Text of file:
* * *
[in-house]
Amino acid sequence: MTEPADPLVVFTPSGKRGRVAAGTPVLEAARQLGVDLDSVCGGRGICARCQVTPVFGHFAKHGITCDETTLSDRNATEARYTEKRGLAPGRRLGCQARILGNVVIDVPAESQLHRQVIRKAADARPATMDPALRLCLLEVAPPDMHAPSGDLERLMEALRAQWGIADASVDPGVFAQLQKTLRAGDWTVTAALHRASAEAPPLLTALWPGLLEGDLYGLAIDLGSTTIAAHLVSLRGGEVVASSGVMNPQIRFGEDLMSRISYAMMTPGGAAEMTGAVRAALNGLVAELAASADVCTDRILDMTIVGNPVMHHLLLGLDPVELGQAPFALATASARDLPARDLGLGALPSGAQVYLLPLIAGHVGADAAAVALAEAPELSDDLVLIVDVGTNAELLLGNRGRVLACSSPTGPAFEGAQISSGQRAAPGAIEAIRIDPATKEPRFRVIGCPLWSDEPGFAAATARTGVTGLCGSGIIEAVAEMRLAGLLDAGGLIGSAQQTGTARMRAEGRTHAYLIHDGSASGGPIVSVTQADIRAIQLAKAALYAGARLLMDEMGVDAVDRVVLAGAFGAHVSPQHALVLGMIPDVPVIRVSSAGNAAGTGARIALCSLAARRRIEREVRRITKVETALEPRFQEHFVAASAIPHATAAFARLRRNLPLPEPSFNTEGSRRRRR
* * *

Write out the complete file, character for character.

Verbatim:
[in-house]
Amino acid sequence: MTEPADPLVVFTPSGKRGRVAAGTPVLEAARQLGVDLDSVCGGRGICARCQVTPVFGHFAKHGITCDETTLSDRNATEARYTEKRGLAPGRRLGCQARILGNVVIDVPAESQLHRQVIRKAADARPATMDPALRLCLLEVAPPDMHAPSGDLERLMEALRAQWGIADASVDPGVFAQLQKTLRAGDWTVTAALHRASAEAPPLLTALWPGLLEGDLYGLAIDLGSTTIAAHLVSLRGGEVVASSGVMNPQIRFGEDLMSRISYAMMTPGGAAEMTGAVRAALNGLVAELAASADVCTDRILDMTIVGNPVMHHLLLGLDPVELGQAPFALATASARDLPARDLGLGALPSGAQVYLLPLIAGHVGADAAAVALAEAPELSDDLVLIVDVGTNAELLLGNRGRVLACSSPTGPAFEGAQISSGQRAAPGAIEAIRIDPATKEPRFRVIGCPLWSDEPGFAAATARTGVTGLCGSGIIEAVAEMRLAGLLDAGGLIGSAQQTGTARMRAEGRTHAYLIHDGSASGGPIVSVTQADIRAIQLAKAALYAGARLLMDEMGVDAVDRVVLAGAFGAHVSPQHALVLGMIPDVPVIRVSSAGNAAGTGARIALCSLAARRRIEREVRRITKVETALEPRFQEHFVAASAIPHATAAFARLRRNLPLPEPSFNTEGSRRRRR